Hedge funds and investment managers are dumping sterling as disappointing economic growth in the UK, the threat of a downgrade of its debt and an upcoming change of guard at the Bank of England have fuelled concerns about a drop in the country’s asset values. More speculators are shorting the pound than buying it for the first time in five months, according to figures from the US Commodity Futures Trading Commission that are used as a proxy for activity in the global hedge fund community. Betting against the pound is second only in popularity to shorting the yen, which has plunged in value against other currencies this year as investors have positioned themselves for more expansionary monetary policy in Japan, according to the Financial Times.
The Treasury has set up a unit to explore changes to the Bank of England’s remit as political pressure mounts for action to boost economic growth. The small internal group has been created to examine whether there is a need to alter the Bank’s 2% inflation target — a move likely to stoke speculation about an overhaul before the arrival of Mark Carney as Bank of England governor this summer. Vince Cable, the Business Secretary, said yesterday that the Bank’s remit should be reformed to take more explicit account of the need to maintain growth, as “the mandate has to be flexible, but not so flexible that it becomes meaningless,” The Times says.
Delays in talks over the pricing of a deal to sell 72 Typhoon fighter jets to Saudi Arabia will take a toll on earnings this week at defence company BAE Systems, after a traumatic year including a failed attempt to merge with European aerospace giant EADS. BAE warned in December that hold-ups in the re-pricing of the Salam contract with the Saudis, worth £4.5bn, would cut earnings per share by around 3p. There is understood to be a small chance that agreement could be reached this week over reducing the price on the Typhoon contract to reflect the downturn in the global economy, The Daily Mail reports.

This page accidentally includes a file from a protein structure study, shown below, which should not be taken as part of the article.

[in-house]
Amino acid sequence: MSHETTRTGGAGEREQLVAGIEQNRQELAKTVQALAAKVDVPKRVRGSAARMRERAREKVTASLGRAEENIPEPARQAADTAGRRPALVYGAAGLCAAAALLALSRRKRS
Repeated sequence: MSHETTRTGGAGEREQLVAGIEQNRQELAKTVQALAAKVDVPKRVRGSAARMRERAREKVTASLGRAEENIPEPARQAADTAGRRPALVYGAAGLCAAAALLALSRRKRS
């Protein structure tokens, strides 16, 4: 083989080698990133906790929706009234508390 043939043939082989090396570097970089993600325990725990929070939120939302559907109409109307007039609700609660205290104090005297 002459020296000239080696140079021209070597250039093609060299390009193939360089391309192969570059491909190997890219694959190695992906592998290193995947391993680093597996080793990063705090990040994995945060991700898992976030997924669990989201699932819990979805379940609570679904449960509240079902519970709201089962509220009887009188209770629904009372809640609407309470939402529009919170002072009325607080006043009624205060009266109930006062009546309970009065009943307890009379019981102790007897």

Travellers to Spain face chaos after Iberia Airlines workers called a 15-day strike that starts today. Ground staff including baggage-handlers will join the strikes, meaning that other airlines could be affected. Iberia, the loss-making Spanish airline, cancelled 415 flights from a total of 1,060 planned between today and Friday. Other stoppages, by up to 20,000 workers, are planned between March 4th and 8th and March 18th to 22nd. Vueling, a budget carrier part-owned by Iberia, will cancel 354 flights this week, 39% of the total. The Iberia Express offshoot will abandon 96 flights and Air Nostrum 357, The Times reports.
The Prime Minister is heading the biggest delegation of British business leaders ever to visit the sub-continent to demonstrate that India has a higher trade and investment priority. But there are heavy political undertones tied to the visit. Mr Cameron is braced for questions on the helicopter scandal and criticism about immigration controls said to be deterring Indian students from studying in Britain. He is expected to apologise for failing to make it clear there are no restrictions on numbers either benefiting from education or seeking post-graduate jobs, The Telegraph says.
Households suffered another income squeeze in February as living costs rose at the sharpest pace since September 2011, causing hopes for the year ahead to darken. The change in mood, after fresh optimism in January, will come as a disappointment to economists, following recent signs of rising confidence. A separate survey showing that footfall on the high street fell by 3.3% in the worst January performance for three years will have underscored concerns. According to Markit’s household finance index, 41% of the survey’s 1,500 respondents expected their finances to worsen over the year ahead, compared with only 23% predicting improvement, The Telegraph writes.
Centrica, which supplies gas and electricity to 10m British households, is keen to broaden the debate away from the residential business to focus on its role as a big tax contributor to the Exchequer as well as the employer of more than 33,000 people in the UK. Centrica reports full-year profits on February 27th, with consensus analyst forecasts pointing to a 15% rise in operating profits to £2.77bn. Profits from the UK residential supply business are forecast to rise by around 10% to almost £600m – an increase that is bound to fuel consumer anger, according to The Telegraph.